Indian climate activist granted bail over farmer protests

NEW DELHI (AP) — An Indian court on Tuesday granted a 22-year-old climate activist bail, 10 days after she was detained on sedition charges for her alleged role in the creation of an online document intended to help amplify farmer protests.

Disha Ravi is part of the Indian wing of Fridays for Future, a global climate change movement founded by Swedish teenage climate activist Greta Thunberg. She was arrested on Feb. 13 at her home in the southern city of Bengaluru by New Delhi police.

The police, who had detained Ravi for questioning, said she was a “key conspirator” in the “formulation and dissemination” of a protest document, which the authorities are calling a “toolkit." They said the document spread misinformation about the months-long protests by farmers and “tarnished the image of India."

The document is part of a police investigation into how a group of farmers stormed New Delhi’s historic Red Fort complex on Jan. 26, in one of the few violent incidents in otherwise peaceful ongoing protests on the fringes of the capital.

Tens of thousands of farmers have camped outside New Delhi for three months to protest new agricultural laws that they say will devastate their livelihoods. The protests have posed a major challenge to Prime Minister Narendra Modi’s Hindu nationalist-led government, which says the laws are needed to modernize Indian farming.

In its decision, the court said the evidence produced by police against Ravi was scanty. It said a “call for violence” that police alleged was in the document she shared was "conspicuously absent.”

“Sedition cannot be invoked to minister to wounded vanity of the government,” the court added. “Even our founding fathers accorded due respect to divergence of opinion by recognizing the freedom of speech and expression as an inviolable fundamental right.”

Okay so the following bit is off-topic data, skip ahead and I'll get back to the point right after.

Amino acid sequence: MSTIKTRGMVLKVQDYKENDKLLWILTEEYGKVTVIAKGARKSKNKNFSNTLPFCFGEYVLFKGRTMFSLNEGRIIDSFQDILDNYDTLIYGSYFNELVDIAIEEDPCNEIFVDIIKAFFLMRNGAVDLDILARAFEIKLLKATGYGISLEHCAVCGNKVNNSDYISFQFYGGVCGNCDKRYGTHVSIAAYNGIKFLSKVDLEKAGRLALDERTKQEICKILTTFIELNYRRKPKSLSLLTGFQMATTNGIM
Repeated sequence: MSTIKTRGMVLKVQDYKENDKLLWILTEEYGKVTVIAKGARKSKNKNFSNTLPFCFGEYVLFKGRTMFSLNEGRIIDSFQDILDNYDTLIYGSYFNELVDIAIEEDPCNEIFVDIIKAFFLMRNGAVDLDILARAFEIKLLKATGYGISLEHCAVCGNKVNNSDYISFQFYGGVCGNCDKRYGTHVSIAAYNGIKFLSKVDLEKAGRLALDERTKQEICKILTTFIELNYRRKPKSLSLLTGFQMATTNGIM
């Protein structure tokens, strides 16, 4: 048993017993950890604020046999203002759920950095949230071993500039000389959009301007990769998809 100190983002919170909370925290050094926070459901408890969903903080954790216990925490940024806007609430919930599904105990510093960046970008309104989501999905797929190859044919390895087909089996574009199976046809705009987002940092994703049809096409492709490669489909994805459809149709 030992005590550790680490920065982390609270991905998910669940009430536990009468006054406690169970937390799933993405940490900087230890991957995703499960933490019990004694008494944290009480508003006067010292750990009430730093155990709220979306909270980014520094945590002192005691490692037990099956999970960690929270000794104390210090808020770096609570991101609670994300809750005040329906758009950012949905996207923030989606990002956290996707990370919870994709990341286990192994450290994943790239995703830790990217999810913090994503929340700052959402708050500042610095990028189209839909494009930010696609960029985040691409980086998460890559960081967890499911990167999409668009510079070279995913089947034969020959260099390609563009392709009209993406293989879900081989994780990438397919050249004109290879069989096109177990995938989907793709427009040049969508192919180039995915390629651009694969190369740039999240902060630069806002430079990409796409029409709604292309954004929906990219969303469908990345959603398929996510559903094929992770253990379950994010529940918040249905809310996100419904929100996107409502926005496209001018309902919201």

Police had said the document Ravi shared on social media indicated there was a “conspiracy” behind the violence in which one protester was killed and hundreds of police and demonstrators were injured.

She was booked under the sedition law, which carries a maximum sentence of life in prison.

Prosecutions under the colonial-era law are rare, but successive governments have used it to silence journalists, critics and dissents. Official data show that Modi’s government has used the law more than any other — up by nearly 30%.

Last week, a judge, while hearing Ravi’s bail plea, called the police accusations “conjecture" after her lawyer argued that the “toolkit” was a mere “resource document” that social activists often use for campaigning, and that it made no mention of violence and did not incite any.

Ravi's case drew widespread condemnation in India and overseas. Protests were held in multiple Indian cities for her release, with critics and opposition parties saying her case highlights a growing crackdown on dissent under Modi’s government.

Ravi’s arrest came days after the government ordered Twitter to block certain accounts and charged journalists with sedition.